It's not possible to do that in a factory farm, I understand. But for small family plots, you can compost, use chicken #, cow # and rotate. I've got 65 acres now, and the family place is several hundred acres, and you can get amazing things out of the dirt with just a tad of chemicals, a lot of work and goats. And worms. And bees. And work. More work. And a tractor. I can't imagine doing it with mules.

eta: although you have age or compost the chicken and cow #, or it'll burn most crops right up. But it's just fine for your fallow plots, alfalfa loves #.
edit on 19-11-2016 by Bedlam because: (no reason given)



posted on Nov, 19 2016 @ 11:56 AM
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a reply to: Bedlam

Yeah its the high nitrogen that burns and kills. Need it for leaves obviously but a smidge too much and its like agent orange.

So yep yoir paps was dead right. People always seem to go overboard on the nitrogen. Ive even seen people kill fast growing stuff like bamboo with it. Ive burnt heliconia with it. And heluconia is like the plant from little shop of horrors always hungry.

I use fish emyksuon for nitrogen when i have to feed. Its gentler that mammal poo.

But yeah get lots of nitrogen into that alfalfa. Let it die an shrivle up over the winter and then till under.

A warning though. Make sure the alfalfa is brown and good n dead (no green on it) before tilling it under. Ive found that like attracts like and with green compost the nitrogen inside the green leaves will wick the nitrogen already in the soil out and back into the decomposing leaves. Once fully composted it will re release that stolen nitrogen back into the soil but during that breakdown time where its still green it will actually leech the nitrogen out and starve your saplings or seedlings. Countrintuitive but thats my experience. So make sure the alfalfa is good n dead before tilling or do that tilling way early to give it time to breakdown further before planting the tea.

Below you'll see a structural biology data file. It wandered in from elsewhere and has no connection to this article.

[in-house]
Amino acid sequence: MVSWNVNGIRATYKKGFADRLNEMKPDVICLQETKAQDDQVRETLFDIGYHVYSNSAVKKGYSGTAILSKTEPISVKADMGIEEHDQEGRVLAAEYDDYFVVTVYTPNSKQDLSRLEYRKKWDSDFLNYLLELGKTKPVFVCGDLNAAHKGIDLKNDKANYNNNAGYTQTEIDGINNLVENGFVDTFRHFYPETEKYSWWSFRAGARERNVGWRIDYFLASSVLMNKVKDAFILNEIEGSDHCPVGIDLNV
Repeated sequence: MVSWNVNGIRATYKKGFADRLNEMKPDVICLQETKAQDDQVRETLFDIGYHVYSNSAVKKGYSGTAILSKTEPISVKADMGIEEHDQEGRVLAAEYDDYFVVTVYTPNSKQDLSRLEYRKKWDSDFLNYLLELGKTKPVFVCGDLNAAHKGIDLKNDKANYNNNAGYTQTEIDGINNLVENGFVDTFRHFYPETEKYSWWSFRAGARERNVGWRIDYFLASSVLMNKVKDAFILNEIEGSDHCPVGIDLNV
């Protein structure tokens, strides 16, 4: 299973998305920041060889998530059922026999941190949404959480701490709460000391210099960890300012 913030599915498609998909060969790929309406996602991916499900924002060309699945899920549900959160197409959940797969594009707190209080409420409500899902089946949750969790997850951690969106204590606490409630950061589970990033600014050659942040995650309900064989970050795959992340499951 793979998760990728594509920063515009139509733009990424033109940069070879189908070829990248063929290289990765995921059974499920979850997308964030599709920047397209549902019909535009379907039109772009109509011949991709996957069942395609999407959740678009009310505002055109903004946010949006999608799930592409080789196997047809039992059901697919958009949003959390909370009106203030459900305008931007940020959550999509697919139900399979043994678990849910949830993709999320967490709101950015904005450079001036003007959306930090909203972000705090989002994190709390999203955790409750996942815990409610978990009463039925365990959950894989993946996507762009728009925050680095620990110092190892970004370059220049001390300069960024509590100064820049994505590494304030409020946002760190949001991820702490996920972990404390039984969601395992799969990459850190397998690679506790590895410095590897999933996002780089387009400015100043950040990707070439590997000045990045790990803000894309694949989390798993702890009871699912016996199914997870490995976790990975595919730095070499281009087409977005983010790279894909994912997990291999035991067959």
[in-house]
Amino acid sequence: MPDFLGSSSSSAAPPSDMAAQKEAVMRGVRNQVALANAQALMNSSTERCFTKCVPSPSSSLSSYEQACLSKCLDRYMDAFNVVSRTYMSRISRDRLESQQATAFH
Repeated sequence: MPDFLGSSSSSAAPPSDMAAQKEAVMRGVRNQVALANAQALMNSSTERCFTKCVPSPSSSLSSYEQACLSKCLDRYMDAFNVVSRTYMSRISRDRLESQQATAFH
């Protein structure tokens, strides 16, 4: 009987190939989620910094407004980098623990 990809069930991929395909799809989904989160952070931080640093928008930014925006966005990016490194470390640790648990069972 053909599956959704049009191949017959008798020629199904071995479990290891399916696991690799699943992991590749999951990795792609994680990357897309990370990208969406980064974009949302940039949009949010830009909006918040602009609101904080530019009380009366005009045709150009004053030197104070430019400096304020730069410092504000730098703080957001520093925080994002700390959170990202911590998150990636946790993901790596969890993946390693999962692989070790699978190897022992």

posted on Nov, 19 2016 @ 12:46 PM
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originally posted by: butcherguy

originally posted by: 123143
a reply to: butcherguy

I'm leery of any source written by a reenactor.

Since you are leery, I will direct you to the 1861 US Army revised Regulations, where you will find the exact list in the previous link:
University of Michigan
To save you time looking, check section 244 first. It will relieve you of the boredom of checking through regulations pertaining to the rations of hay for mules vs horses.


I think he thought you were a FARB.



posted on Nov, 19 2016 @ 12:54 PM
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BASSPLYR,

Excellent informative posts in this thread. Great contribution.

edit on 11/19/2016 by Restricted because: FORMATTING.



posted on Nov, 19 2016 @ 04:08 PM
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I love coffee but it is indeed addictive. We used to have a guy at work who would get extremely irritable, stressed and even aggressive if there's no more coffee available, especially if it's first thing in the morning and he's not had one yet.